More Pain in the Portfolio

Pain and suffering are in the business headlines a lot lately. However, it’s not usually in the context of sought-after investments.

But, looking at venture investments over the past two months, it’s clear that pain – or, the least, the treatment of it – is very much in vogue. Since late October, VCs have backed rounds totaling more than $86 million in at least five companies developing novel pain therapies.

The latest, Palo Alto, Calif.-based Afferent Pharmaceuticals, announced today that it closed a $23 million Series A round to develop treatments for chronic pain based on research licensed from Roche. Pappas Ventures, and Third Rock Ventures led the financing round, with participation from Domain Associates and New Leaf Venture Partners. The money will go toward accelerating development of pain therapies that work with a targeted class of receptors, or protein molecules that respond to neurotransmitters.

Two others that raised big rounds recently are Spinal Modulation and Zogenix. Spinal Modulation, based in Menlo Park, develops a spinal cord stimulator system to treat patients suffering from chronic back pain. It raised $27 million in November from backers including MedVenture Associates, Johnson & Johnson, Kleiner Perkins Caufield & Byers, De Novo Ventures, and DFJ InCube Ventures.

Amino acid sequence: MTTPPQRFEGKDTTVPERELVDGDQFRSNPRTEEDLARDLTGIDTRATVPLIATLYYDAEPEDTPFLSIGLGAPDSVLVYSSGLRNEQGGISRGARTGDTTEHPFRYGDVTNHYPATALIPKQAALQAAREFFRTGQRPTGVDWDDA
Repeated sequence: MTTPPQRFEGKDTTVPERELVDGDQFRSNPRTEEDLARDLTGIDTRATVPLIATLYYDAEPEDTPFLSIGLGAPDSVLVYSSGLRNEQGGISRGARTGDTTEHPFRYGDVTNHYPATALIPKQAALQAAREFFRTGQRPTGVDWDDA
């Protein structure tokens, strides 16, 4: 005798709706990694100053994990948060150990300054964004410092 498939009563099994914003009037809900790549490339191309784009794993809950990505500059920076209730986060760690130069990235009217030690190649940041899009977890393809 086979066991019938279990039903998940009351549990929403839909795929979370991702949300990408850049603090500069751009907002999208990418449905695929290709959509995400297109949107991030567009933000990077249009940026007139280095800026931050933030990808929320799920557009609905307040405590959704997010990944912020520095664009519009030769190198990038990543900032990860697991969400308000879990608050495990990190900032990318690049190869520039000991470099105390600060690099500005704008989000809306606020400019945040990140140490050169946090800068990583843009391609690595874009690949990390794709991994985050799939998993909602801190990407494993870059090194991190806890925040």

Zogenix, based in San Diego, develops medicines to treat central nervous system disorders and pain. It raised $35 million in December, bringing total funding since 2006 to $150 million. Backers in the most recent round include Scale Venture Partners, Chicago Growth Partners, Domain Associates, Abingworth Management, Thomas, McNerney & Partners, and Clarus Ventures.

AIKO Biotechnology and Neuros Medical raised smaller rounds. Portland, Maine-based Aiko,  an early stage drug discovery company focused on pain management and opioid addiction, raised $1.2 million in December from Small Enterprise Growth Fund, Action Equity, LLC, and Supply Chain Ventures. Cleveland-based Neuros Medical, developer o technology or treating chronic pain and spasticity, raised $1.8 million in late October from backers including North Coast Angel Fund, Ohio Tech Angels Fund, and Glengary Ventures.

The impetus for all these rounds? Pain treatment is a growth industry, particularly for innovative players. Research firm Decision Resources estimated in a November report that the neuropathic pain drug market—driven by the launches of several novel therapies—will increase from $6 billion in 2008 to $9.7 billion in 2018 in the United States, France, Germany, Italy, Spain, the United Kingdom and Japan.